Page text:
A Net Zero Energy Homealso called a Zero Energy Home (ZEH) is a home that generates as much energy as it uses. With the adoption of Net-Metering, excess clean energy produced by Zero Energy Homes during the day is fed into the power grid. The homeowner typically receives a 1:1 per kWh credit for the energy they feed into the grid which is used to negate the cost of energy they pull from the power grid at night.
Adding extra clean energy generation capacity to a Net Zero Energy Home turns it into a Positive Energy Home. A Positive Energy Home generates MORE net energy than it uses and feeds the excess energy into the power grid, usually receiving additional credits or payments from the power company for the clean energy the home feeds into the grid beyond what the home uses from the grid.
While there is a Zero Energy Home certification, any home with a HERS score of 0 (zero) is a zero energy home. Any home that has a negative HERS score, such as -10, is a positive energy home.
Almost all green building standards require some to many sustainability elements for certification.
Sustainability in home building covers many areas:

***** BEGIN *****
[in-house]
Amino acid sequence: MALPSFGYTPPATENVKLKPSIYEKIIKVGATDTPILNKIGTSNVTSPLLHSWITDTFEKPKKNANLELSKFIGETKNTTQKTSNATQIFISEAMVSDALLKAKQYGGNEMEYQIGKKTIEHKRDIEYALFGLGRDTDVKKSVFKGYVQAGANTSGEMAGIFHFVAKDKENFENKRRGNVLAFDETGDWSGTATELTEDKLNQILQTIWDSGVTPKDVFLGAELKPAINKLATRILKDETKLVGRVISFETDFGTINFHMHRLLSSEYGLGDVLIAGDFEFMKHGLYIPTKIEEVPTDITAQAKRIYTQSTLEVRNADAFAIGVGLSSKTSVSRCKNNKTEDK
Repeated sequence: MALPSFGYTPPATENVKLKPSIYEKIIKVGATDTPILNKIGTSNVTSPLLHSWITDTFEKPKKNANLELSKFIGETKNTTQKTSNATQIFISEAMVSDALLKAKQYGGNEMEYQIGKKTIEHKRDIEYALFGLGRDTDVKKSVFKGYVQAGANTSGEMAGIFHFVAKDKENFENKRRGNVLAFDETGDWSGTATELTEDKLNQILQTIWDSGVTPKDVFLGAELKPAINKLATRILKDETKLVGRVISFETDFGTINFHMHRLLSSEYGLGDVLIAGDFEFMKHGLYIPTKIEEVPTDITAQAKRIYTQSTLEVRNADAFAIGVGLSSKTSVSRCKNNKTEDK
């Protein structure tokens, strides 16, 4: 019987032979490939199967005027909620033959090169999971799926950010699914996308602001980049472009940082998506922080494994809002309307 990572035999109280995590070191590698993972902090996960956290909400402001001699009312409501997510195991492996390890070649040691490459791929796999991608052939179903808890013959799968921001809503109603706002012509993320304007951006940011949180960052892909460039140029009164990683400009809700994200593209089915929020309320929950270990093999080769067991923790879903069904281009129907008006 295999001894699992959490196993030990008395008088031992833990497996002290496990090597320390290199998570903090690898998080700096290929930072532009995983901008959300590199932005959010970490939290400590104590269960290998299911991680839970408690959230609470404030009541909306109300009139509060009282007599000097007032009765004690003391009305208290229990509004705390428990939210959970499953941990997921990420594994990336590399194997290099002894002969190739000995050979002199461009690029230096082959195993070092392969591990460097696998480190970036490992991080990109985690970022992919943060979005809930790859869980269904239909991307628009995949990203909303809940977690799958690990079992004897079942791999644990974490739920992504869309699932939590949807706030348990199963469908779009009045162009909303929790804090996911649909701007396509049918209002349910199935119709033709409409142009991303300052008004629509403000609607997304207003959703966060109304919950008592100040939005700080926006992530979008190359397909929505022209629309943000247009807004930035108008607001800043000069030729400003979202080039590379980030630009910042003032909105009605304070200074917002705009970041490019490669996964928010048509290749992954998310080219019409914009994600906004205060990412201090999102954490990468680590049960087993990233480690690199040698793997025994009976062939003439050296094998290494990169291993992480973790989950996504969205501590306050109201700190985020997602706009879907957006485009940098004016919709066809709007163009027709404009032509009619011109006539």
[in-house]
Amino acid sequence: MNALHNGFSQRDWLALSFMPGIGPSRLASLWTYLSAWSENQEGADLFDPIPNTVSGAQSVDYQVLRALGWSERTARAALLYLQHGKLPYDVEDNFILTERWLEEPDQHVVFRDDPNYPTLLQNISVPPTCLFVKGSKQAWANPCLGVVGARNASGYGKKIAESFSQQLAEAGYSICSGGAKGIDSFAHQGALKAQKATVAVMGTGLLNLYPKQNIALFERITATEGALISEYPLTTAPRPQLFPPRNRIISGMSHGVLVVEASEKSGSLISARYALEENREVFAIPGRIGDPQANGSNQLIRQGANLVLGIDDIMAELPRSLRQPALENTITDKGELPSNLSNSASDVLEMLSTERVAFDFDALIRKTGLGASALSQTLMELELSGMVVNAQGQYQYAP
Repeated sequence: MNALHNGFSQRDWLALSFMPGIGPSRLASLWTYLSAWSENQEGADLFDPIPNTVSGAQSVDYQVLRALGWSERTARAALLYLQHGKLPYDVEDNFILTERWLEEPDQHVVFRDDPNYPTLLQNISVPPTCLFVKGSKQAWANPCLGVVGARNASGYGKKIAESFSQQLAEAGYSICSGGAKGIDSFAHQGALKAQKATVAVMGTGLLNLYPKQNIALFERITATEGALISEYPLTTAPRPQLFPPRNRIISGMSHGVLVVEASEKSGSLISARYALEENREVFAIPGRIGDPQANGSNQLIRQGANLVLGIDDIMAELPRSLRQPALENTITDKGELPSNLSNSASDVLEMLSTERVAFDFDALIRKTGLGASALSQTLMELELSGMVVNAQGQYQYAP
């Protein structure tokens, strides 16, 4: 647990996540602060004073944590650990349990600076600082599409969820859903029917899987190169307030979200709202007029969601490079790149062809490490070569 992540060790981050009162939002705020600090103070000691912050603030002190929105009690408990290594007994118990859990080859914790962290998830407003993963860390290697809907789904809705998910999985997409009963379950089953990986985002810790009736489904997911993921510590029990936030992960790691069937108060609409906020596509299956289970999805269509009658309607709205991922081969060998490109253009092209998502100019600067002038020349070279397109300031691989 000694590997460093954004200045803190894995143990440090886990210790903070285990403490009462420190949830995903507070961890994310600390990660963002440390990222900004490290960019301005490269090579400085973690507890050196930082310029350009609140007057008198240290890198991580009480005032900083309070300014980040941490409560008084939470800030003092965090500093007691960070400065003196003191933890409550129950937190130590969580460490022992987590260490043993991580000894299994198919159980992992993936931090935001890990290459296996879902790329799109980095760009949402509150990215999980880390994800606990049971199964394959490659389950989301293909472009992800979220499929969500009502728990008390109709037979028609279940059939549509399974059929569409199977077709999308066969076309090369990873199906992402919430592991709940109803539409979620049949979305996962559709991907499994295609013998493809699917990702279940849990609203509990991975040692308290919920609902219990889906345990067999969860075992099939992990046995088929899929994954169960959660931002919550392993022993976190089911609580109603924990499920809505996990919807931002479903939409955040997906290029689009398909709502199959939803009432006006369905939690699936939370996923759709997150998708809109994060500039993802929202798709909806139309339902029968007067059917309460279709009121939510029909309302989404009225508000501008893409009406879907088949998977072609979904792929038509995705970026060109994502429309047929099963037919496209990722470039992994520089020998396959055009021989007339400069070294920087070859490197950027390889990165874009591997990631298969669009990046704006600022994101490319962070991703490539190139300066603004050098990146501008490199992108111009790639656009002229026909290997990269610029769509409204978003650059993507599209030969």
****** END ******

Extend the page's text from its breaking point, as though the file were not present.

Avoiding using energy from fossil fuels and nuclear power plants
Only using clean green energy such as from solar passive, photovoltaic solar panels, wind, and small scale hydroelectric
Protection from price increases or scarcity in grid-based energy
Efficient use of water
Using building materials that are created using sustainable methods such as using Forest Stewardship Council Certified wood from properly managed forests
Using building materials and products to the extent possible that do not cause greenhouse gases or other environmental problems in their manufacturing or installation
Using local building materials that require less shipping and therefore don’t increase the products carbon footprint
Using building practices that reduce or eliminate construction and manufacturing waste or pollution
Reducing to eliminating air and water pollution
Design of homes and landscaping that is friendly to the local environment and animals
Building homes that are healthy